The National Climate Assessment is the latest entry in a growing body of research about the present and projected effects of climate change, including what’s expected to happen in the Colorado River Basin – the source of water for 40 million people. Udall co-authored a 2017 study with Jonathan Overpeck that for the first time linked the Colorado River’s declining flows since 2000 to climate change.
A 2018 article by Udall and University of California, Los Angeles co-authors Mu Xiao and Dennis Lettenmaier said streamflow in the Upper Colorado River Basin (which produces about 90 percent of the river’s entire runoff) declined by 16 percent between 1916 and 2014, despite a slight increase in annual precipitation during that time. The 1922 Colorado River Compact allocated 15 million acre-feet of water from the mainstem river, plus an additional 1.5 million acre-feet in Arizona.
Published in the September edition of Water Resources Research, the article said that “pervasive warming” has reduced snowpack and enhanced evapotranspiration during the last 100 years and that more than one-half of the long‐term decline in runoff is associated with the general warming.
Udall said the rate of warming “was quite large, over 3 degrees Fahrenheit” between 1916 and 2014, and that “when you put those three factors together – declining flow, no change in precipitation and increasing temperature — they strongly suggest that temperature has caused at least some of the flow decline and that’s exactly what we found.”
“What we have right now is not a drought, it’s aridification,” he said. “Drought implies a return to a previous world that we will not see. What we are seeing is the long-term drying of the Basin.”
‘We learn stuff every day’
Eklund, an attorney with Squire Patton Boggs in Denver and former director of the Colorado Water Conservation Board, said reports such as the National Climate Assessment and Udall’s studies “are helpful in that they underscore some of the things we have long talked about and assumed to be true, such as we are likely in a new normal now.”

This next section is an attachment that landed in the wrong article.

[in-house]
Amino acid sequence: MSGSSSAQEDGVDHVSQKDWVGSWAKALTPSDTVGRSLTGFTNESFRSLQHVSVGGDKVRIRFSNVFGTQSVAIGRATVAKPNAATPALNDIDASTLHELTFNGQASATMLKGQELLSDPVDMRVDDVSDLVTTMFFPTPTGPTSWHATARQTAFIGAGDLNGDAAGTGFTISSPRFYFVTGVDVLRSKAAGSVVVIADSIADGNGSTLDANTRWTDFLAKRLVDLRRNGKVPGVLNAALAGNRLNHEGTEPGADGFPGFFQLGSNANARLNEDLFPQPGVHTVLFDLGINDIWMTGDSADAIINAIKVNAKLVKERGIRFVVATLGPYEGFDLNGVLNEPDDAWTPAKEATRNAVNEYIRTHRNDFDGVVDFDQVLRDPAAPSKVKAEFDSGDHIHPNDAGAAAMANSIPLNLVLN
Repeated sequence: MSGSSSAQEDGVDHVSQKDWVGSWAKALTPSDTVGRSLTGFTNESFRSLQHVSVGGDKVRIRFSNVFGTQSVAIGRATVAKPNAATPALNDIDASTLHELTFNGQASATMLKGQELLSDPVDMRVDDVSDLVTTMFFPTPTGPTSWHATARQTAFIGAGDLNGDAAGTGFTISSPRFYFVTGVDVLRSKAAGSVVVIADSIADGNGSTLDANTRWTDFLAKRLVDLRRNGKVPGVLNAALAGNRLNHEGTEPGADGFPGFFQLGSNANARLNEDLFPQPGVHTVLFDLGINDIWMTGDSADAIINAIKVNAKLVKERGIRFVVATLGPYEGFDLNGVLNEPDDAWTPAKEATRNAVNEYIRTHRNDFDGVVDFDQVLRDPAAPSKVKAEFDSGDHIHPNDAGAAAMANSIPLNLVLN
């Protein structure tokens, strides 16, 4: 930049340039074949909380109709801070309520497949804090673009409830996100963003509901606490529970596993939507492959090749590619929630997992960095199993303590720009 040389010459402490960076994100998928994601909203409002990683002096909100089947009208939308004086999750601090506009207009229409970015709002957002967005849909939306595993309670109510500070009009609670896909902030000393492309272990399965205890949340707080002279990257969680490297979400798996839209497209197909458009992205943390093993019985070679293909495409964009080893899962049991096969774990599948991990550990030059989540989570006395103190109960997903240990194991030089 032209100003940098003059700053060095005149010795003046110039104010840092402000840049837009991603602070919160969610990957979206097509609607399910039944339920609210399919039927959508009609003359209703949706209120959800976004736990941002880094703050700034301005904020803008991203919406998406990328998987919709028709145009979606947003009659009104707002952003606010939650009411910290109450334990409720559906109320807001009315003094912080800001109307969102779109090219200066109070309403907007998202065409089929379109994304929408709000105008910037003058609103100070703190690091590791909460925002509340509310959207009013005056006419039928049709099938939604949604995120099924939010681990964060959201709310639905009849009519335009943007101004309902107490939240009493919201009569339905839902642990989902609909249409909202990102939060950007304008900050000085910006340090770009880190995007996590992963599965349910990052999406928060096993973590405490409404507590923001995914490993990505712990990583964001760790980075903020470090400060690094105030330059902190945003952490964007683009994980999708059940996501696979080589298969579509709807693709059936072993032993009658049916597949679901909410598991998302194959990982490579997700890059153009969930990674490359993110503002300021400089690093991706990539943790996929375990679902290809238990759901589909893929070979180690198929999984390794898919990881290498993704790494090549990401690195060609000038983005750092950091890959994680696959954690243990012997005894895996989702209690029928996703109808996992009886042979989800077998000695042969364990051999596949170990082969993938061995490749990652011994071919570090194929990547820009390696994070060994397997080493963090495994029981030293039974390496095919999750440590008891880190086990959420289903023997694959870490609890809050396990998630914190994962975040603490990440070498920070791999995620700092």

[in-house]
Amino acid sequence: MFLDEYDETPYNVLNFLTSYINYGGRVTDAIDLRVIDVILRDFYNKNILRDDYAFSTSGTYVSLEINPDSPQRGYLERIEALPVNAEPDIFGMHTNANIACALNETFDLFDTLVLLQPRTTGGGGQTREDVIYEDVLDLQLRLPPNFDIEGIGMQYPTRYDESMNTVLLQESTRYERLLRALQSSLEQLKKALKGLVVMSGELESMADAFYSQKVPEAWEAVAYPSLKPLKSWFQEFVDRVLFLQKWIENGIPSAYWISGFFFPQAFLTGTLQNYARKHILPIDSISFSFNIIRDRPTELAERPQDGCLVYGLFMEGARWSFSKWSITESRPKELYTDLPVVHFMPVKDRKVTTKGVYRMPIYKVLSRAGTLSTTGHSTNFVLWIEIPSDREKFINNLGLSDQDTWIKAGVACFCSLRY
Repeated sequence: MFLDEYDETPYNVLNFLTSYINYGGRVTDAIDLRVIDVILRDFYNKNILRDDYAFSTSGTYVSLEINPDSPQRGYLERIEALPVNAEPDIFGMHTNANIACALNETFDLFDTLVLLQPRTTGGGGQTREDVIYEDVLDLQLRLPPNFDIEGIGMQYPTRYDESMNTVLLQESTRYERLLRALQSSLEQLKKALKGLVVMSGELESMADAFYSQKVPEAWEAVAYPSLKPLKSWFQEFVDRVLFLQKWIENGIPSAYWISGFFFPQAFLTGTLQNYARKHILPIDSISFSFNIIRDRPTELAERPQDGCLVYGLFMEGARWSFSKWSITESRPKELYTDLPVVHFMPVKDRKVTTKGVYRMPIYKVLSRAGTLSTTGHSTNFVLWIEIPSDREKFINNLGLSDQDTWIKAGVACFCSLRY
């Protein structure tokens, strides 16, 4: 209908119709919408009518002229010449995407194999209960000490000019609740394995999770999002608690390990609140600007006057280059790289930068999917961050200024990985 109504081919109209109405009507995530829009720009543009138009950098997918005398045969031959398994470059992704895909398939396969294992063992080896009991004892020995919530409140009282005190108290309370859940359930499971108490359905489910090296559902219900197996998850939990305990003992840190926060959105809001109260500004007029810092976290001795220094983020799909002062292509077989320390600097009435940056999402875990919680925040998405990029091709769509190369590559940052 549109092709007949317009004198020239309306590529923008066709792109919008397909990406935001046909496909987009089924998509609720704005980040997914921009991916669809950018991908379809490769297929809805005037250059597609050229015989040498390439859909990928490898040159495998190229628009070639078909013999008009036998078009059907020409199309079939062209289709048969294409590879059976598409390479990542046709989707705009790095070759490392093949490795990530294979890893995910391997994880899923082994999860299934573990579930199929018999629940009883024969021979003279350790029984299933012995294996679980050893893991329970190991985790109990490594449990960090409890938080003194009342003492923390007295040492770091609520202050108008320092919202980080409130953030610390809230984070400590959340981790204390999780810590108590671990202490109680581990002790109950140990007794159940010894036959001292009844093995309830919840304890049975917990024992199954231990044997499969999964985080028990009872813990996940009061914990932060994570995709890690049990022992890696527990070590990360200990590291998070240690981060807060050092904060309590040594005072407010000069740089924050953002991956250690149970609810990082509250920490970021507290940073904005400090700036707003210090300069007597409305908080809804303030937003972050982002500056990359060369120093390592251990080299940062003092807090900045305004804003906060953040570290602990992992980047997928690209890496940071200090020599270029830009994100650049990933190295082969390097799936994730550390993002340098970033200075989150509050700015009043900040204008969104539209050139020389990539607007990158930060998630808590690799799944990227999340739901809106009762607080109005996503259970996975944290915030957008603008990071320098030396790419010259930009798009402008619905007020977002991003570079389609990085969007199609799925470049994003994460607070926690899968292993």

“The new droughts that we are experiencing now are the products of warmer temperatures and it’s important to understand that dynamic because that means the infrastructure we created to deal with this entire system … all of it was predicated on the river behaving a certain way and what the models tell us is that’s not something you can take for granted and in fact it’s unlikely to happen,” Eklund added. “History can’t be used to predict the future.”
Drought regularly happens in the Colorado River Basin, but the effects in the last 20 years or so have been particularly pronounced, leading its major water users to regularly caucus in search of immediate and long-term management solutions to preserve the two anchors of the storage and delivery system — Lake Powell and Lake Mead.
In its 2012 Colorado River Basin Water Supply and Demand Study, the Bureau of Reclamation projected a wide range of potential long-term imbalances between supply and demand by 2060, with a median figure of 3.2 million acre-feet. The study noted that the amount of water available and the changes in demand during the next 50 years are “highly uncertain” and that the potential impacts of future climate change and variability “further contribute to these uncertainties.”
Udall believes it is time to recalculate the 3.2-million-acre-foot imbalance estimate.
“There were lots of assumptions that went into that and I think we are going to be recalculating it effectively every few years because we are seeing unprecedented changes. Our ability to project out to 2060 with certainty is just too difficult,” he said. “We learn stuff every day, every few months and of course we should look at this imbalance on a regular basis.”
University of Arizona Professor Gregg Garfin, one of the authors of the National Climate Assessment, said despite the size and scale of the Basin study, many of its aspects need to be revisited as new information comes to light.